Jason Garrett is still around and we should be happy about it.
It brings me great pleasure to share with you my 1,000th article over here at Blogging The Boys. And what better way to celebrate it than to talk about my favorite person within the Dallas Cowboys organization – Jason Garrett. Sure, he’s not everyone’s favorite and for some people – he’s at the bottom of your list, but hey – that’s what makes us all unique.
When the Cowboys were 3-5 at the midway point this season, Jason Garrett’s approval rating was at an all-time low. The hot seat was pretty toasty at that time if you were listening to the scuttlebutt all across Cowboys Nation. Of course, Jerry Jones never wavered on his faith in his head coach and he had to feel pretty darn good when the Cowboys went on a run to finish the season. Another NFC East title was great, but then another divisional playoff loss was not so great and here we are again wondering what to expect next.
Garrett will be sticking around, but his former offensive coordinator Scott Linehan is not. And after many fans were hoping for less Garrett, it’s possible we could be seeing even more Garrett should he take on the play-calling responsibilities. How does that make you feel? Here are three reasons you should feel pretty good about what’s coming down the pike for the Cowboys.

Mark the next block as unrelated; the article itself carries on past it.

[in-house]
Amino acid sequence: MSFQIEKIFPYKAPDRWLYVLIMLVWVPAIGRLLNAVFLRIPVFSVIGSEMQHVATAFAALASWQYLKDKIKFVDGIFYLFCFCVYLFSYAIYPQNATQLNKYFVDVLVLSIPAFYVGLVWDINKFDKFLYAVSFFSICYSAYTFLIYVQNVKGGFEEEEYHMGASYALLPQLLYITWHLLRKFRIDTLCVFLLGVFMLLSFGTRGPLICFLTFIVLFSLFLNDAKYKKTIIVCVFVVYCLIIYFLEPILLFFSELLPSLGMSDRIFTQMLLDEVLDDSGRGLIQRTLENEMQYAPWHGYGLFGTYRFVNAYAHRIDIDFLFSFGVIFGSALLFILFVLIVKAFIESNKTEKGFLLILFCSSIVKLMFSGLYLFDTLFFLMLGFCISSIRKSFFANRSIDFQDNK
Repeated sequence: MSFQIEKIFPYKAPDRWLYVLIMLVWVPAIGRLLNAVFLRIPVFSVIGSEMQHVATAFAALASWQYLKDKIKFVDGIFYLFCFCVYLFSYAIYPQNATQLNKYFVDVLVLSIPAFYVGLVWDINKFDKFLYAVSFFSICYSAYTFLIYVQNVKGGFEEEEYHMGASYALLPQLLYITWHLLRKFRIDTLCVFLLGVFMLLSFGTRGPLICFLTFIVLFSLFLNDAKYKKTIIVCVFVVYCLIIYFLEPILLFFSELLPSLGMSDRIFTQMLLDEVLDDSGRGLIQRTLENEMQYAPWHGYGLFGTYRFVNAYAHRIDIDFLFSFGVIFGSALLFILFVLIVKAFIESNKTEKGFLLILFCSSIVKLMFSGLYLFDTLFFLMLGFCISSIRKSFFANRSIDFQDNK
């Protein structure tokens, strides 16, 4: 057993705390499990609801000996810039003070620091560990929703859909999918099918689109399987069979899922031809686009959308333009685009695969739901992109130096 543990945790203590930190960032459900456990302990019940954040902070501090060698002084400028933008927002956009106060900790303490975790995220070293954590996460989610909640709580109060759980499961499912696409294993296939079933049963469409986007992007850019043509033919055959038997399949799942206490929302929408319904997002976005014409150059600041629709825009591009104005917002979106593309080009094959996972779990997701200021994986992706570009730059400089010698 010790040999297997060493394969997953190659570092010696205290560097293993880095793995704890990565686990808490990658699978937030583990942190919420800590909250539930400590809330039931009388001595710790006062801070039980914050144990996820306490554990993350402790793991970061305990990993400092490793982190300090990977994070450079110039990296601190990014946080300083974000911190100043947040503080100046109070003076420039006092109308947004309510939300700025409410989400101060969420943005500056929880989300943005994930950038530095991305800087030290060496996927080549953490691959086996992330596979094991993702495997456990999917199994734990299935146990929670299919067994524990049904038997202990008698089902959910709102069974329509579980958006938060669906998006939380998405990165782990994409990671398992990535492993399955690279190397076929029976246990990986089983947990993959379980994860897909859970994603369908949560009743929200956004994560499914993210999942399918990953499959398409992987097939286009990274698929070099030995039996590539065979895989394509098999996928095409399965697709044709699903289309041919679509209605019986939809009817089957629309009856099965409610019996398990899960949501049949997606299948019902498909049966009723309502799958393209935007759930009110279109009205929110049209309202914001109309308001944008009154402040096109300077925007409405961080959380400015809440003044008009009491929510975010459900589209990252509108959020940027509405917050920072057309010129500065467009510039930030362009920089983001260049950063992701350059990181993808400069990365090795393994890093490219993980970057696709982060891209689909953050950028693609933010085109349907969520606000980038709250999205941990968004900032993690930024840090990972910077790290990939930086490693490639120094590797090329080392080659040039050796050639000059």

Reason #1 – The rebuild is almost complete
Jason Garrett isn’t just a coach. He’s a team-builder. You hear all this talk about his “process” and how he is “building a team the right way,” but it’s a legit blueprint. He’s doing what he set out to do. Year after year, Garrett has remodeled each position group. It started out with a complete overhaul of an aging offensive line. After never taking an offensive lineman in the first-round of the draft since owning the team, Jones’ Cowboys took Tyron Smith during Garrett’s first year as head coach. They selected two more first-round lineman over the next three years in the draft. All three are All-Pro’s. Then came the defensive line overhaul, then secondary, and last year it was the pass catchers as both the wide receivers and tight end position groups were completely blown up.
It’s frustrating to always listen to him talk about him improving the roster, but at least he’s kept the team competitive while he’s done it. He’s only had one losing season as a head coach and it came during a season where the team had no competent quarterback option after Tony Romo got hurt. Besides that 2015 season, the team has battled for playoff contention in every year. Not only have they won the NFC East in three of the last five seasons, but Garrett’s done it with three different teams. Only two players have started all three divisional playoff games.
Reason #2 – Sustainability
Part of building the team the right way is that success can be repeated. The days of taking shortcuts are over. Dallas builds through the draft and they now have plenty of money to pay their top performers. That hasn’t always been the case.
While the Cowboys haven’t been able to win the big prize, each new season brings about new hope because the team continues to trend in the right direction. Are you excited about next season? Of course you are. Other teams have flashed some great seasons, but they’ve had trouble sustaining their success.
Since Jason Garrett became the head coach, the following NFC teams have made the Super Bowl:
Of those teams, only Seattle has more wins than Dallas during that span. Postseason success is an issue, but winning in general, is not.
— Dan Rogers (@DannyPhantom24) January 20, 2019